Good day,

Quote:
This type of astrology uses the table of dignities ...


If i have understood correctly, both Babylonian and Hellenistic astrologies would be excluded by this definition, as neither includes tables (which would be 'the' table?) of dignities, such systems with allotment of points having been introduced, to the best of my feeble knowledge, during the Mediaeval period.

So, for the purposes of this section of the forum, is 'traditional astrology' limited from Mediaeval until say W. J. Simmonite whilst excluding late 19th century astrologers subject to a pervasive influence of Mme Blavatsky's theosophism?

Best regards,

lihin
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Paul
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Posted: Tue Sep 11, 2012 2:09 pm    Post subject: Re: Babylonian and Hellenistic excluded? Reply with quote

lihin wrote:
Good day,

Quote:
This type of astrology uses the table of dignities ...


If i have understood correctly, both Babylonian and Hellenistic astrologies would be excluded by this definition, as neither includes tables (which would be 'the' table?) of dignities, such systems with allotment of points having been introduced, to the best of my feeble knowledge, during the Mediaeval period.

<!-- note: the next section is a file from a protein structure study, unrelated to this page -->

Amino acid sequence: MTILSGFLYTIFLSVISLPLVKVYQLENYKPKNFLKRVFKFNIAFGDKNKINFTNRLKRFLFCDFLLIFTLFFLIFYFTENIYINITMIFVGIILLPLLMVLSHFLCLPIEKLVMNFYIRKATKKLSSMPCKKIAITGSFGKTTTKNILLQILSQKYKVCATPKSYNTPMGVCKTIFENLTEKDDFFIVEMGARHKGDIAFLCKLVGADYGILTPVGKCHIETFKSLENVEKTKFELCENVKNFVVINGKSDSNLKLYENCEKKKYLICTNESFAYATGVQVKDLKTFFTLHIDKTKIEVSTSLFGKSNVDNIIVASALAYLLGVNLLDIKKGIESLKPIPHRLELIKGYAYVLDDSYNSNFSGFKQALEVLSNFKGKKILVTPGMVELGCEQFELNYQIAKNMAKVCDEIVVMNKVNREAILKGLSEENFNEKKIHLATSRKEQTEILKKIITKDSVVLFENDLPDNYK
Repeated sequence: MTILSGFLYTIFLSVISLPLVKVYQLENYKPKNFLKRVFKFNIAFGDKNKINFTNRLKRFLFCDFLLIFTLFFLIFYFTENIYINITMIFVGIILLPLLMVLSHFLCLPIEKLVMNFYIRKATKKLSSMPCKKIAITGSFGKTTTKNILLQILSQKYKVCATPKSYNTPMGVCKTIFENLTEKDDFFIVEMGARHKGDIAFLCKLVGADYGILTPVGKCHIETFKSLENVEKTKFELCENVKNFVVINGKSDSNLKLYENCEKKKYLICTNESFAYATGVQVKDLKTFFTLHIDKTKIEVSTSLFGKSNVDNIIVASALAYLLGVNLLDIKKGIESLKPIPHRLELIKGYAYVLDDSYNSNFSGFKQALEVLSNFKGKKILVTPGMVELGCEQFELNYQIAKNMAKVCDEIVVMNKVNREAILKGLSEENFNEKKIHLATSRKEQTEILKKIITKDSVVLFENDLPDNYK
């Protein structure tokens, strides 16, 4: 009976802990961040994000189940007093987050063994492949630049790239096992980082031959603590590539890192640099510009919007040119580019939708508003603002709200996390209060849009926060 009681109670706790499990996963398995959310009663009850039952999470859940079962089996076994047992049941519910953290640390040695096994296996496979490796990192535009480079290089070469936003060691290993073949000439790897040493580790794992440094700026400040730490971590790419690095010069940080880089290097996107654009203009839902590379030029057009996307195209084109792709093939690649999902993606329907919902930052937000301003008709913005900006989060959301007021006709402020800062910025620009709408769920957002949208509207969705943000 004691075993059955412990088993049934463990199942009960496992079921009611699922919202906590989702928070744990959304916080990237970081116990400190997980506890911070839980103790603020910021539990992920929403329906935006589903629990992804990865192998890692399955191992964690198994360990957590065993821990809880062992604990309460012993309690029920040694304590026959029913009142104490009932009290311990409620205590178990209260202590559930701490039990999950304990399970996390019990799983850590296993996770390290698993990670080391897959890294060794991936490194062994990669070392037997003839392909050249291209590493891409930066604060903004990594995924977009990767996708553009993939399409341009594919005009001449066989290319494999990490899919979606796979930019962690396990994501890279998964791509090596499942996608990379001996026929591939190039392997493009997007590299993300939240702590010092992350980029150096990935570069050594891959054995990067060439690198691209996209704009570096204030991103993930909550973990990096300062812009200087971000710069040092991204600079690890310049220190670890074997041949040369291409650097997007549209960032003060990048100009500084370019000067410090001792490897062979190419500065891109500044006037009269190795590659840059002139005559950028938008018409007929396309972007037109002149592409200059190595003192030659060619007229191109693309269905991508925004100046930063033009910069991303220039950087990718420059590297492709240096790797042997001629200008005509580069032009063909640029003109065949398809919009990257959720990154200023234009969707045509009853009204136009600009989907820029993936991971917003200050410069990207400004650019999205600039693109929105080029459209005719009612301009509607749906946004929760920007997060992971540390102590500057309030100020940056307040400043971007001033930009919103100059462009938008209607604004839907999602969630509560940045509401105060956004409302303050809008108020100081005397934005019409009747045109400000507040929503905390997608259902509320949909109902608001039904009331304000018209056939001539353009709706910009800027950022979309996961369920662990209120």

Well what are you considering the hellenistic period to be? Would you accept Ptolemy as being part of the Hellenistic period rather than the Medieval period? If so surely you would accept Ptolemy's Table of dignities? Whilst it's true that there is no 'THE' table of dignities, I think we can all understand what Tom is getting at, which is to distinguish a traditional approach from a modern or psychological one which tends to not use the dignities (other than domicile and from time to time throwing in exaltation).